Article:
Although adverse effects of ingestion of CPF in sub-toxic doses by oral and inhalation methods have been proven by many studies, the general perception prevails that dermal exposure to chlorpyrifos is not as significant or as dangerous as other routes of exposure. Hence dermal exposure has not been given enough attention by the farmers and pesticide industry workers particularly in developing countries. CPF is absorbed through the skin and absorption through the skin may result in systemic intoxication. CPF and its metabolites have been suggested to establish a reservoir and accumulate in skin resulting in longer exposure duration and more adverse long-term effects. The intensity of absorption of CPF through the skin depends on the solvent used and is usually slower than the uptake by other routes. Single dermal application of CPF diluted in ethanol for 4 hours on human volunteers was found to cause absorption of 4.3% of the applied dose and CPF was retained by the skin with mean elimination half-life of 41 hrs (Meuling et al., 2004). Application of a sub-clinical single dermal dose of CPF, 30 mg/kg, on pregnant Sprague-Dawley rats inhibited maternal and foetal brain AChE activity within 24 hours of exposure (Abu-Qare et al., 2001). The dose of a toxic material that causes death in one-half of the test population, when it is given on a short-term basis is described as its lethal dose (LD50). An acute dermal toxicity study on rats using chlorpyrifos soluble in xylene found that acute dermal LD50 for male rats was 202 mg/kg (Gaines, 1969). CPF was considered moderately toxic by oral route with an oral LD50 of 223 mg/kg in rats. The acceptable daily intake (ADI) for CPF by oral route as pesticide residues in food was found to be 0.003 mg/kg/body weight (Barden, 2011, ADI list, Australia). ADI is the level of intake that can be ingested daily over the life time with no appreciable health risk. Cholinesterase activity in RBC and serum has been used as a method of surveillance or biological monitoring of exposure to OP pesticides, particularly for screening of workers exposed to OP pesticides. Dermal exposure to 10 mg/kg/day of CPF in rats was found to cause RBC cholinesterase inhibition of by 16% after 4 days of application. NOEL (No observed adverse effect level) dose of dermal CPF exposure was found to be 5mg/kg/day (Donovan, 2006). The neurobehvioural, neurochemical and neurohistological studies have been done using the animal models of dermal exposure to the mixtures of OP pesticides (Abdel-Rahman et al., 2001; Abdel-Rahman et al., 2004; Abou-Donia et al., 2004). However, the morphological effect of dermal exposure to sub-toxic dose of only chlorpyrifos, the widely used pesticide in the developing world, on the central nervous system has been studied by Lim KL, Tay A, Nadarajah VD and Mitra NK (2011). Although Mitra NK et al., (2008) and Mitra NK et al., (2009) studied the neurotoxic effect of dermal application of low dose chlorpyrifos in the hippocampus and neurotoxic effect of concurrent application of stress and dermal application of low dose chlorpyrifos in the hippocampus, the doses used were 1/5th dermal LD50 and ½ dermal LD50 of chlorpyrifos. Lim et al., (2011) had used 1/5th dermal LD50 and 1/10th dermal LD50 of chlorpyrifos. The methodology, results and discussion of the study by Lim et al., (2011) have been incorporated in this chapter to explain the neurotoxic effect of dermal application of sub-toxic doses of chlorpyrifos.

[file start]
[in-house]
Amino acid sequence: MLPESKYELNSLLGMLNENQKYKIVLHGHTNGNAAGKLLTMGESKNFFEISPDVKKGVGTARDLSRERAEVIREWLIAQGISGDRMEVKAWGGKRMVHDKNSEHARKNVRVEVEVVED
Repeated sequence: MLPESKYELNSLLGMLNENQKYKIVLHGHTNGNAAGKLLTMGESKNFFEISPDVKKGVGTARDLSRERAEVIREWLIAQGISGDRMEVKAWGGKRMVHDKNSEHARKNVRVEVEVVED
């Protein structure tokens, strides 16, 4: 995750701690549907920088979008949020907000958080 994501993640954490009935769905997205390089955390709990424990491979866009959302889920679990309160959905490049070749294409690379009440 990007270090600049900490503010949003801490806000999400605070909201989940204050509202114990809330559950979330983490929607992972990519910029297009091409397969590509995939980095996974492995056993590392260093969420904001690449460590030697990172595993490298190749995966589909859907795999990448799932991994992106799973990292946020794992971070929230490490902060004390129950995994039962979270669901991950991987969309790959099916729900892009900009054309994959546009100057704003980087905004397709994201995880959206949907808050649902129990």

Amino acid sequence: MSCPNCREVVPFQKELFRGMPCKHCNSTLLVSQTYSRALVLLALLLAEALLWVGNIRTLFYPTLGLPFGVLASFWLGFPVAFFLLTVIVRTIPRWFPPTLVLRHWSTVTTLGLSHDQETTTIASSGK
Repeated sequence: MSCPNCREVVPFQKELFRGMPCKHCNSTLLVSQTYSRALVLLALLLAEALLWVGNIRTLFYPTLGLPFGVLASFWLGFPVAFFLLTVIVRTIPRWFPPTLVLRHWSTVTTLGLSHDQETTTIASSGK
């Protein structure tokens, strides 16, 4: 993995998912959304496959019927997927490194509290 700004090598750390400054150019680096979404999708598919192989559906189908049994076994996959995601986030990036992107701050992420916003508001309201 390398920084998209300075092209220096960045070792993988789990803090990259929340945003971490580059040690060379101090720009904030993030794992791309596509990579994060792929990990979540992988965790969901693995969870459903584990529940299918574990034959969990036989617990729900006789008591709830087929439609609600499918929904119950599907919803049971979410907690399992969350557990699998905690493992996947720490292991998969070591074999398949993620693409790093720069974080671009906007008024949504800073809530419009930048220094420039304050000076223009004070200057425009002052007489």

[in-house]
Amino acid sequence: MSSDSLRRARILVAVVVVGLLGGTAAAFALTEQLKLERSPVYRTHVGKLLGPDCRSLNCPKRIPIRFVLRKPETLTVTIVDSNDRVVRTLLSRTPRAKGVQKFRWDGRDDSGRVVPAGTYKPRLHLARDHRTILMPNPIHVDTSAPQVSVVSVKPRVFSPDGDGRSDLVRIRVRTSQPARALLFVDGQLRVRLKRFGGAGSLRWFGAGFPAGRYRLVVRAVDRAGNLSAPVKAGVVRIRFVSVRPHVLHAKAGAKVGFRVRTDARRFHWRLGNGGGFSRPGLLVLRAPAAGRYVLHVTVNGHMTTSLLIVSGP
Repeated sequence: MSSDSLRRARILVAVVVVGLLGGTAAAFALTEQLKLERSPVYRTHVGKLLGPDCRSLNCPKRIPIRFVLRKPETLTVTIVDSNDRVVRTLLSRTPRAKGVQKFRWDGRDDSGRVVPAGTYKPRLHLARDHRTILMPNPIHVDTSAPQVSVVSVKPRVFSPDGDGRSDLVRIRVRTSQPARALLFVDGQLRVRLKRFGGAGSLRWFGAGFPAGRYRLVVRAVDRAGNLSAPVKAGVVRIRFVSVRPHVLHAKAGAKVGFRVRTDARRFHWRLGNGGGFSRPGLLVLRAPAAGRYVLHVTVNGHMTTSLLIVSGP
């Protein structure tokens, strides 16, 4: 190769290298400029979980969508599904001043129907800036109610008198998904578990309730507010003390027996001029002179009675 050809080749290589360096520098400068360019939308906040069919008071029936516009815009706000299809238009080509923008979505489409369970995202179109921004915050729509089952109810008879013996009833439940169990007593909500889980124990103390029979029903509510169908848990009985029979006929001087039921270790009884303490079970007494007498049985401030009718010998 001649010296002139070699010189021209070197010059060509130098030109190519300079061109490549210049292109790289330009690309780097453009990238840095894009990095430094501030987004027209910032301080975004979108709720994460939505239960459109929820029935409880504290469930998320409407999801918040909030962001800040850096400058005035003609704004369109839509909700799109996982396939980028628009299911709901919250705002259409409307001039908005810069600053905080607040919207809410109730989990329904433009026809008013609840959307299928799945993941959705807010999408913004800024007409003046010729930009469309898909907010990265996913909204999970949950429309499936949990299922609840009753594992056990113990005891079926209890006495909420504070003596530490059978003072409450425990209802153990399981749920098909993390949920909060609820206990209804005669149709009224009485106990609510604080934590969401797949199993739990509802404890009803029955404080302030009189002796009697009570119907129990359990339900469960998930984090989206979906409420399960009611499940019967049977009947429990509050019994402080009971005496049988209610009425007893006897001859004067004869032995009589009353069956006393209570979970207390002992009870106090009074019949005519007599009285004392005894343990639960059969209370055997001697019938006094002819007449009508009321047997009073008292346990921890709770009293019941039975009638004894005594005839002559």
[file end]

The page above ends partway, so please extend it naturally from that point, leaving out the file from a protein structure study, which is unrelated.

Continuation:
2. Materials and methods

2.1. Dermal application of CPF and estimation of Cholinesterase (AChE)

Commercial preparations of CPF (O, O-diethyl O-3, 5, 6-trichloro-2-pyridyl phosphorothioate) manufactured in Kuala Lumpur, Malaysia was used in this study. This preparation contained 38.7% W/W CPF diluted in xylene. Male Swiss albino mice (species: ICR), 60 days old (30-32 g) were used in this study. They were housed in plastic cages (six in a cage) and were exposed to natural, twelve hourly light and dark sequence. Lab chow (pellet feed) and water were given ad libitum. Animal experiments adhered to the principles stated in the guide-book of laboratory animal care and user committee of the International Medical University and in accordance with the declaration of Helsinki. The mice were divided into 3 groups (n = 6). The experiment was conducted in two phases (one with period of experiment for 7 days and another with period of experiment for 3 weeks).